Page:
Business

Credit union dissolution going quietly

Building slump felled The Union

The Union Credit Union had been on a slow descent into insolvency for more than a year when Washington regulators closed the doors at 2004 N. Hamilton St. Friday night.

In April 2009, Union officials had signed a consent order with the Department of Financial Institutions that required submission of a plan to rebuild the credit union’s capital ratio. The Union’s capital ratio had fallen to 3.28 percent; 7 percent is considered well-capitalized.

Although The Union made some progress over the next two quarters, loan delinquencies exploded in the fourth quarter of 2009 as workers in the construction trades were laid off. The credit union, founded by Spokane Bricklayers Local No. 3 in 1968, never recovered.

Friday, the capital ratio was a negative 0.35 percent.

The Union was the first Washington credit union closed in 15 years, but the 17th closed in the United States this year.

Linda Jekel, director of the DFI Division of Credit Unions, said two West Side credit unions were merged into stronger institutions before they had to be taken over. No partner could be found for The Union, she said.

In July, the hunt was turned over to the National Credit Union Administration, which recruited Alaska USA Federal Credit Union to take The Union’s loan portfolio, and absorb 100 percent of whatever balances could not be collected, Jekel said.

Alaska asked Numerica Credit Union to accept The Union’s $11.8 million in deposits and 3,400 members, she said.

Jekel said the transition had been in the works for several weeks, but was kept quiet to prevent a run on Union deposits.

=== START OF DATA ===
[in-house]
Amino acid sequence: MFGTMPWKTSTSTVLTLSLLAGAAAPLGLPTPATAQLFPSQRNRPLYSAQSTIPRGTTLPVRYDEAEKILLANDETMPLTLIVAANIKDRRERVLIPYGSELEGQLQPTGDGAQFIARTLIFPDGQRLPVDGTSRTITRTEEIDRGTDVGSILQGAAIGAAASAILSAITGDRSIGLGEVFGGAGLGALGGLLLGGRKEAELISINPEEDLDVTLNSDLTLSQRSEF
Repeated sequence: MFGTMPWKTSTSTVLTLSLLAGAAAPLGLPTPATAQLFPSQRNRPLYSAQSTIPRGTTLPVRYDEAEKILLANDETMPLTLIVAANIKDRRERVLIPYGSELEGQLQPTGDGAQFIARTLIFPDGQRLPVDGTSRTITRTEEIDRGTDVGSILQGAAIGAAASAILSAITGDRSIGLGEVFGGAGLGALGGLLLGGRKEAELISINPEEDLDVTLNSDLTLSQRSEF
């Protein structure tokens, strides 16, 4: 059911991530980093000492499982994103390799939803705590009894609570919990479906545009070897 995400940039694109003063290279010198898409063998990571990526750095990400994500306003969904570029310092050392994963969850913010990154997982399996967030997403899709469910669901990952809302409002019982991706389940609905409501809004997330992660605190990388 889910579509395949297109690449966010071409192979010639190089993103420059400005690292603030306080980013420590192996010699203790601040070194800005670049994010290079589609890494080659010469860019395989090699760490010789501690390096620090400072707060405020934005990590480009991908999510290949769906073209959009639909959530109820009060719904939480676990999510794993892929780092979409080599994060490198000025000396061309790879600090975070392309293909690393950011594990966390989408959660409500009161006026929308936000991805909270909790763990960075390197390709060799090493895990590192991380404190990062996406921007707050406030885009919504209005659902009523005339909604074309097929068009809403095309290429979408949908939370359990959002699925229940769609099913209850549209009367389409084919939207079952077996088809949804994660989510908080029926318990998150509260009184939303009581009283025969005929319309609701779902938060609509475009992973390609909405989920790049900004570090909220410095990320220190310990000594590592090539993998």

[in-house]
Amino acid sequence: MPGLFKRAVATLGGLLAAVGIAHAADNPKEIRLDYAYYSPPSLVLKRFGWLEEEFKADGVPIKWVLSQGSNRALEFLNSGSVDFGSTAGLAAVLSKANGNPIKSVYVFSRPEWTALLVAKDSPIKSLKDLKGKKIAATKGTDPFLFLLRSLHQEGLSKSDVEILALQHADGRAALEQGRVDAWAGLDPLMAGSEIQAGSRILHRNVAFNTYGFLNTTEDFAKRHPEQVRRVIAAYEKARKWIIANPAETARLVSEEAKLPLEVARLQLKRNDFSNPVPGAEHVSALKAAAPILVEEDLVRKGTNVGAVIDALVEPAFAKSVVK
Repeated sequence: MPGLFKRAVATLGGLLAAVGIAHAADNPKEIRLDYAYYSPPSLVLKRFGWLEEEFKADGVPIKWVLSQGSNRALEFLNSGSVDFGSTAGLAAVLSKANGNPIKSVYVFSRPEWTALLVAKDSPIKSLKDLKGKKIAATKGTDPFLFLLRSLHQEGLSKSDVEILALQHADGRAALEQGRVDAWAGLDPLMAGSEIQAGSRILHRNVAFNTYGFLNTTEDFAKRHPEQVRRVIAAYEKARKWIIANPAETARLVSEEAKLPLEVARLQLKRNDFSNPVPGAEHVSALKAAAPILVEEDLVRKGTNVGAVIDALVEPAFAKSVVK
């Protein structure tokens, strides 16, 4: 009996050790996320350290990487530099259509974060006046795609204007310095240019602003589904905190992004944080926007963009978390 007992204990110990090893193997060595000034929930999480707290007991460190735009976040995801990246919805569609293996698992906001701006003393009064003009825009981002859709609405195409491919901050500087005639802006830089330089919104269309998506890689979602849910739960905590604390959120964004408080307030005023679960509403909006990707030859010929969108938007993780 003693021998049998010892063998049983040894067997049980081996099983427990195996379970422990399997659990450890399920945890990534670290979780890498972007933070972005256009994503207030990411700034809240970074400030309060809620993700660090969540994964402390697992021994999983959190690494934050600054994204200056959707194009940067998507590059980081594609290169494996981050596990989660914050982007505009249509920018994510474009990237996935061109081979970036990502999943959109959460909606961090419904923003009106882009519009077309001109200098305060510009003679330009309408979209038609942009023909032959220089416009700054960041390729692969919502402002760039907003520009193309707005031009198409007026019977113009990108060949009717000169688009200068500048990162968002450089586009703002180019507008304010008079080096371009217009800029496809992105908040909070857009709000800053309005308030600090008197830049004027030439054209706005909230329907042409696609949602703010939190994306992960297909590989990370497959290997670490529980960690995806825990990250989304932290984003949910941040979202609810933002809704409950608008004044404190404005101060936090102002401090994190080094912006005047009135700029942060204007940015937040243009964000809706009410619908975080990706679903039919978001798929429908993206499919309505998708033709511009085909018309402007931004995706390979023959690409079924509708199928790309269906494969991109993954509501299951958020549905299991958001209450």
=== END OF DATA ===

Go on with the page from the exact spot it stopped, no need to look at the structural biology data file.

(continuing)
Spokesmen for Alaska USA and Numerica said Monday the weekend transition went well, with only a handful of inquiries from members.

“We’re doing everything we can to make it as much ‘business as usual’ as possible,” said Alaska USA Senior Vice President Dan McCue.

The Anchorage-based credit union has 17 Washington branches but none in Eastern Washington, so it turned to Numerica to maintain member services, he said.

Fixed-rate, closed-end loans will continue with no changes, McCue said, while adjustable loans like lines-of-credit will be reviewed. But Alaska USA has generally held the line on rates for assumed loans, or lowered them slightly, he said.

At Numerica, spokeswoman Jane Ronnfeldt said customers were able to access their accounts at any of the branches shared by local credit unions. Many Union members, she said, were also members of Numerica.

All former Union account holders will be asked if they want to maintain membership, she said.

Jekel said all but one of Washington’s 100-plus credit unions is considered well-capitalized. No other closures are expected this year or next, she said.



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